Many women with HIV now experience pregnancy and have a child (or children) who does not have HIV. Expert understanding of strategies to prevent transmission of HIV means the great majority of babies born to HIV-positive women in Australia are born without HIV infection.
Your doctor should also regularly check for opportunistic infections as part of your ongoing HIV care if you have a very low CD4 count. Treatment and prevention for most opportunistic infections during pregnancy is similar to that for non-pregnant adults. Only a few drugs are not recommended.
Many women with HIV also have genital herpes. HIV-positive mothers are far more likely to experience an outbreak of herpes during labour than negative mothers. To reduce this risk, preventative treatment for herpes with Acyclovir is often recommended during pregnancy. Prevention and treatment of tuberculosis (TB) infections is also recommended if necessary during pregnancy. There are specific guidelines about treating HIV during pregnancy that your doctor will follow.
Various pre-natal genetic tests are available to screen for abnormalities. Tests include ultrasound screening, chorionic villus sampling and amniocentesis. Some of these tests (e.g. amniocentesis) are invasive so they increase risk of HIV transmission from you to your baby, and therefore are not performed on women with HIV. You can discuss this issue in more detail with your Obstetrician.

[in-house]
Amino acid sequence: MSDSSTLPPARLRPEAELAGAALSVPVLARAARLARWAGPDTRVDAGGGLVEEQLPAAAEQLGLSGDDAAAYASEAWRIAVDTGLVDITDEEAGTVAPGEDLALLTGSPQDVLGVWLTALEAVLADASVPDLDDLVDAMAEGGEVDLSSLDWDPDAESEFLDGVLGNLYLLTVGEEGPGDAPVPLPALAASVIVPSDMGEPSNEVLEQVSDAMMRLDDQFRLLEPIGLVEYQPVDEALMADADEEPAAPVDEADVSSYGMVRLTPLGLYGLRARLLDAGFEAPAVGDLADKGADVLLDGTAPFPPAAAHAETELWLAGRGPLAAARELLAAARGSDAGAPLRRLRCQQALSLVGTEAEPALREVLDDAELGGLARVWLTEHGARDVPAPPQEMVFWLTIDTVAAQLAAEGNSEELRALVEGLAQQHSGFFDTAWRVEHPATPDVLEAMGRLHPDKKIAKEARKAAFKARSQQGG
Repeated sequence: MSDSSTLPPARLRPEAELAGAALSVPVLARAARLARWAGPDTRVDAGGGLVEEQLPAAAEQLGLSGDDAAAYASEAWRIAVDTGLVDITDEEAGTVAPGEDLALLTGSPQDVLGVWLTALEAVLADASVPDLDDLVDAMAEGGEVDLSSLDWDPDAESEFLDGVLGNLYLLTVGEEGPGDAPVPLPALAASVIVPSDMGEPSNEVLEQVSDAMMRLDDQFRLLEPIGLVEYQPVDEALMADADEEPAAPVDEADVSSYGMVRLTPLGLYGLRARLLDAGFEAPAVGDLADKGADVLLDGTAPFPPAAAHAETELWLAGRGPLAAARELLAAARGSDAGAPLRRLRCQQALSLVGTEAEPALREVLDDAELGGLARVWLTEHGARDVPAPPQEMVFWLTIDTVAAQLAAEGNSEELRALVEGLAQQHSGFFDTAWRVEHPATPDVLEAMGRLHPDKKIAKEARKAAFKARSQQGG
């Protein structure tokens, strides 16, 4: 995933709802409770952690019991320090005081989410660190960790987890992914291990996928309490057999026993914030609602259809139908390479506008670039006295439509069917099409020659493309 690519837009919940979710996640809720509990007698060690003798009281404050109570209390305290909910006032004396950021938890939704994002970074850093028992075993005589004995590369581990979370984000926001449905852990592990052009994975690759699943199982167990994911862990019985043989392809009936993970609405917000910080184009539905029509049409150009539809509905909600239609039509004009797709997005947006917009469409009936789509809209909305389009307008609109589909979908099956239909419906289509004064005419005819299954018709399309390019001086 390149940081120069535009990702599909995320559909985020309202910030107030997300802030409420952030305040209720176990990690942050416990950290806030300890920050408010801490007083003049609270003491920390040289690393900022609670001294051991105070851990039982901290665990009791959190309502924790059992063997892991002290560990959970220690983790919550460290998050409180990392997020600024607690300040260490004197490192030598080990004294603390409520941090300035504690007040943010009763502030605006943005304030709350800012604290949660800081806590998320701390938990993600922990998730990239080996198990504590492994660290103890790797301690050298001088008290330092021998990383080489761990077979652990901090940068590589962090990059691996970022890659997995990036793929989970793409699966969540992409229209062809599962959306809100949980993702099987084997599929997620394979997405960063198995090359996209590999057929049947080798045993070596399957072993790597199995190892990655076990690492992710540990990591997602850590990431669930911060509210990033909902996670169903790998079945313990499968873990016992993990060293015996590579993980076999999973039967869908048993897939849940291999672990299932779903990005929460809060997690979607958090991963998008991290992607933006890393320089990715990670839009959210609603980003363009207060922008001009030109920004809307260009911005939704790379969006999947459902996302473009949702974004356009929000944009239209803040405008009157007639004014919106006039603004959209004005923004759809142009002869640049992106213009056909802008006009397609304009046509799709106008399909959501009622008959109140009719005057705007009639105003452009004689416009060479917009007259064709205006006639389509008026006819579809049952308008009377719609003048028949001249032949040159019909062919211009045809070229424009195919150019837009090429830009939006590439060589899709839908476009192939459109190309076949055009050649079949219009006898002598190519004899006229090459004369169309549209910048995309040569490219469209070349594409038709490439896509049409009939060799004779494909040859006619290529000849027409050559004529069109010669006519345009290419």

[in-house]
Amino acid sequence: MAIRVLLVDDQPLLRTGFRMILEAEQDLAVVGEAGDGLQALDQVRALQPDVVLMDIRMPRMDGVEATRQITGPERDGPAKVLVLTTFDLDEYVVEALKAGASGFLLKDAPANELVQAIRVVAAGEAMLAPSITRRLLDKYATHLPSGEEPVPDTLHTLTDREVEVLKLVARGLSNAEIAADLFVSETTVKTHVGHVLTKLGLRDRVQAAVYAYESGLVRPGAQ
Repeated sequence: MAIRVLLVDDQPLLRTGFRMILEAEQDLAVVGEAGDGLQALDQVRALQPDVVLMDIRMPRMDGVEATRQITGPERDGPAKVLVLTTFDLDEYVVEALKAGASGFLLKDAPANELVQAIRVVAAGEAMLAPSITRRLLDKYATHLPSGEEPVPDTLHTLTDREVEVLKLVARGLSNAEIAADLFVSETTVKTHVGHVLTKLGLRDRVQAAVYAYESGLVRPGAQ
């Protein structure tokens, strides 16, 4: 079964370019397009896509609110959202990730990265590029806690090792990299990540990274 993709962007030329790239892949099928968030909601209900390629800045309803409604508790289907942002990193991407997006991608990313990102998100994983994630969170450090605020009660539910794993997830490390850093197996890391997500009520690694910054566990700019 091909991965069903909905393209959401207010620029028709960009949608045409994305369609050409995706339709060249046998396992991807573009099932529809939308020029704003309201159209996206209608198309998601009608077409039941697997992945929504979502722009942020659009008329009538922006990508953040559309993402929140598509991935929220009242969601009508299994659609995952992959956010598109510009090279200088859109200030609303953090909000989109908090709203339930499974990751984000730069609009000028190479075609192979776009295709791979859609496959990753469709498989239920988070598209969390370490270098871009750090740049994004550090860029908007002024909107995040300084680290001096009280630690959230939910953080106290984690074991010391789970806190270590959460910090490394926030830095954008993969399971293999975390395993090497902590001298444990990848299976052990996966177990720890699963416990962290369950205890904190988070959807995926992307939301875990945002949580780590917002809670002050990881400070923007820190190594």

Hepatitis C: Pregnancy does not affect hepatitis C progression unless you have cirrhosis of the liver.
Some Hep C treatments are not recommended during pregnancy as particular drugs (like Ribavirin) are associated with birth defects and foetal death. Talk through your Hep C treatment options with your doctor.
Conversely, if you have hepatitis C and are pregnant, HIV antiretroviral treatments are definitely recommended because HIV replication makes it more likely that you could transmit Hep C to your baby. Treating your HIV lessens the chance of both HIV and Hep C transmission. See Women and Hepatitis on the Hepatitis Australia website for more information.
Risk of Hep C transmission is increased during delivery if your waters break more than six hours before delivery (‘prolonged rupture of membranes’), which also increases the chance of HIV transmission. For this reason, pre-labour elective caesarean is often recommended. Any invasive monitoring procedures such as foetal scalp monitoring are also advised against.